I’ll take a quick hiatus from the Fruits of the Spirit.
“The more your realize how little people think about you, the less you’ll worry about what people think of you.” – he said over coffee.
After the divorce from John, I went through a divorce with my church community.
I was having coffee with a man who served on the leadership of the church during the process of my “divorce”. We were trying to listen to each other. Among other things, I explained how misunderstood I felt. I had a sense that everyone at church blamed me for the end of my marriage.
In fact, he affirmed, yes…he did think I initiated the marital divorce. He didn’t necessarily blame me for the break up of our marriage, but he assumed I had made the fatal decision.
But, he assured me I should not let that be a cause for the church separation. To solidify his point he said, “Maria, the more you realize how little people think about you, the less you’ll worry about what people think of you.”
He was trying to comfort me, to let me know that most people at church were not concerned about whose fault it was.
I drove away from that meeting repeating his words and feeling assured that I was making too much of caring about how people judged my divorce. It was one of the best things anyone said to me around that time.
But as time went on, I kept repeating those words to myself. And as the church divorce became as real as the marital divorce I kept hearing the words in my head, “The more you realize how little people think about you….”….”no one cares” creeped into my head.
Now please pause.
There is a good ending to this story.
The church divorce, like my marital divorce, ended relatively amicably. We are all friends. In fact, last week I started working at the church. I am happy to be there in a new capacity and I believe they are (mostly) happy to have me back in any capacity.
But nonetheless, over the last two years I have had many dives into despair and paranoia and sadness and anger.
The church was a place where I felt elevated. My ego was affirmed in so many ways. I was asked to be an elder. I was asked to go on a mission trip to Ethiopia (one of only three people who went initially). My parenting was affirmed. My voice was encouraged. My picture was taken. Man! I was adored.
And then I wasn’t.
Friends (not church friends) questioned how any divorced person could hold a place of leadership in a church. I was too dismayed by the marital divorce to be of much service to anyone except my children. No pictures. No voice.
And then the idea that “how little people think of you.”
Life just goes on for everyone. It has to. And then somehow, those words, “The more your realize how little people think about you, the less you’ll worry about what people think of you.” became the worst words I ever heard.
I didn’t think anyone cared that I was gone. And I didn’t think anyone cared that John and the boys and even…well, anyway, I didn’t think anyone cared. And no one thought of me or missed me. And I was not a worship assistant anymore. I was off every list…I asked to be off the lists…but that’s not the point. And everyone always liked John more than me anyway.
The ego was crushed!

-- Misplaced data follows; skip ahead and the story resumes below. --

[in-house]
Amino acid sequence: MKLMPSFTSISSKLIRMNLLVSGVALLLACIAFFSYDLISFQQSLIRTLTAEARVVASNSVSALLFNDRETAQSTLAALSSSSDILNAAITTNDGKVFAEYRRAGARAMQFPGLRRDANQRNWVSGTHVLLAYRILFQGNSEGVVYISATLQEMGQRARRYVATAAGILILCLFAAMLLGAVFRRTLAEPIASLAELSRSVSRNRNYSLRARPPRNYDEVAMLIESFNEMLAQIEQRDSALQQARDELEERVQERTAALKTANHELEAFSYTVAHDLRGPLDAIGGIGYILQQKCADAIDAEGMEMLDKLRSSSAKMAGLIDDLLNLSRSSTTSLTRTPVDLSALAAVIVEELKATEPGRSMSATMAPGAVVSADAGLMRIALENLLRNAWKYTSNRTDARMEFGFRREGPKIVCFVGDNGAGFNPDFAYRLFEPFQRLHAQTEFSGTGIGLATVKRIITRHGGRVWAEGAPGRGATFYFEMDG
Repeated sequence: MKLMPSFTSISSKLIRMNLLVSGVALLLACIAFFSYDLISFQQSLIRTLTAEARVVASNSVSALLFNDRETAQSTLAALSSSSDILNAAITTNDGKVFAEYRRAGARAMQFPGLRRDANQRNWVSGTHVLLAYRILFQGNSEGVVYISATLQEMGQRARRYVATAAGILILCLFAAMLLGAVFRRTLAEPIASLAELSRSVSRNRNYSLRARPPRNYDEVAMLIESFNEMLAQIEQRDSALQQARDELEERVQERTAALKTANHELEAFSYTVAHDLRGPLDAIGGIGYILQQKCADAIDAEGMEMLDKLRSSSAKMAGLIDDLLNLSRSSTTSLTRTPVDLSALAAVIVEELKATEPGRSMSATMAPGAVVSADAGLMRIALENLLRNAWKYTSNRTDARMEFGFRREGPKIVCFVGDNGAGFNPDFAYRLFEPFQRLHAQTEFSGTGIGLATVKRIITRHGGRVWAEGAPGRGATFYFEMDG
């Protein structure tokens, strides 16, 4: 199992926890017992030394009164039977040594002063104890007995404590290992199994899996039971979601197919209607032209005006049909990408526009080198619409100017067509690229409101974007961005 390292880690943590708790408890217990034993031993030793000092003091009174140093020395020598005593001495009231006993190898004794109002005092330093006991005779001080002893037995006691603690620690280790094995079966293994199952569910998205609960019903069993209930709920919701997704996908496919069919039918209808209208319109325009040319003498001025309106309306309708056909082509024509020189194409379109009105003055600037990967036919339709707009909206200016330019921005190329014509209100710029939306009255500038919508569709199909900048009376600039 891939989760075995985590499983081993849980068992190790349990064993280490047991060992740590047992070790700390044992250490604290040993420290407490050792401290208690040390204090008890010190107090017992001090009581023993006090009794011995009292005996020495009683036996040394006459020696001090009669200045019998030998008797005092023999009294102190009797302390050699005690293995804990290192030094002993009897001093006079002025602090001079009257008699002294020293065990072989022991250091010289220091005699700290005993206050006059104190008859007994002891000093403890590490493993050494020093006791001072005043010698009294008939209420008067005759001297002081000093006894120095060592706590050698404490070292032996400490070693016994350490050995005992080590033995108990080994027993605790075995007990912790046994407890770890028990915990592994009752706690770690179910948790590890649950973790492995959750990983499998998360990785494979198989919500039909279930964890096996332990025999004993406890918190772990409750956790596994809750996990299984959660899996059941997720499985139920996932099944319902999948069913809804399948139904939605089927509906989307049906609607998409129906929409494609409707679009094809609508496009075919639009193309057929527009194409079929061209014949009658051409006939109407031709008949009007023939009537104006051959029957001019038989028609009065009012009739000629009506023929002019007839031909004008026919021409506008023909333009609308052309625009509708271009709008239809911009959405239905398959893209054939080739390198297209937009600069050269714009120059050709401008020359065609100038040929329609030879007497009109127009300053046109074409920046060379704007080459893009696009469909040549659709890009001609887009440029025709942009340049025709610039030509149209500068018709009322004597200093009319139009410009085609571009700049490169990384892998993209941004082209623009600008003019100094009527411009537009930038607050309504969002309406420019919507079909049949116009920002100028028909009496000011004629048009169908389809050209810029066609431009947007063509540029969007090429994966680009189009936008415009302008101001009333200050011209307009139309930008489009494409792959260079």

And thank God the ego was crushed.
Whoever finds their life will lose it, and whoever loses their life for my sake will find it.
I think ego is the biggest invader into our relationship with God. When all outward affirmations of value seem to be lost, AND you still have faith that God loves you, and you still have friends who won’t let you go, and you still have an ability to experience joy and peace…..when you realize you don’t need that thing that was your idol to be happy…that is amazing!
For me…that is when “The more your realize how little people think about you, the less you’ll worry about what people think of you” becomes the best thing I have ever heard. It didn’t matter what other people thought or didn’t thought anymore.
Every word that Jesus spoke is precious. And most words that Jesus spoke have meaning deeper than the surface can reveal. And many words that Jesus spoke can’t be understood until life has given you the experiences to understand them fully.
Take for example:
3 “Blessed are the poor in spirit,
for theirs is the kingdom of heaven.
4 Blessed are those who mourn,
for they will be comforted.
5 Blessed are the meek,
for they will inherit the earth.
6 Blessed are those who hunger and thirst for righteousness,
for they will be filled.
7 Blessed are the merciful,
for they will be shown mercy.
8 Blessed are the pure in heart,
for they will see God.
9 Blessed are the peacemakers,
for they will be called children of God.
10 Blessed are those who are persecuted because of righteousness,
for theirs is the kingdom of heaven.
11 “Blessed are you when people insult you, persecute you and falsely say all kinds of evil against you because of me. 12 Rejoice and be glad, because great is your reward in heaven, for in the same way they persecuted the prophets who were before you.
Many years ago, before this big snowball started rolling, I prayed, “God, help me care more what You think than what everyone else thinks.”
God put that prayer on my heart because God knew the trajectory of my life. God knew I would need to look up one day and be assured the Creator of this beautiful world heard my prayer and had already answered it.
So when the time came for me to think (mistakenly) that no one cared about me, it would hardly matter in the face of God’s love. And once I had God’s love to sustain me, I could open those eyes, which once were blind, and see JUST HOW MUCH those who are most important in fact DO love me.
–dedicated to Sarah – because she inspires me to be real.
–and thanks to all who prayed and sponsored my run…I made my goal of improving my time from last year by 15 seconds per mile. 🙂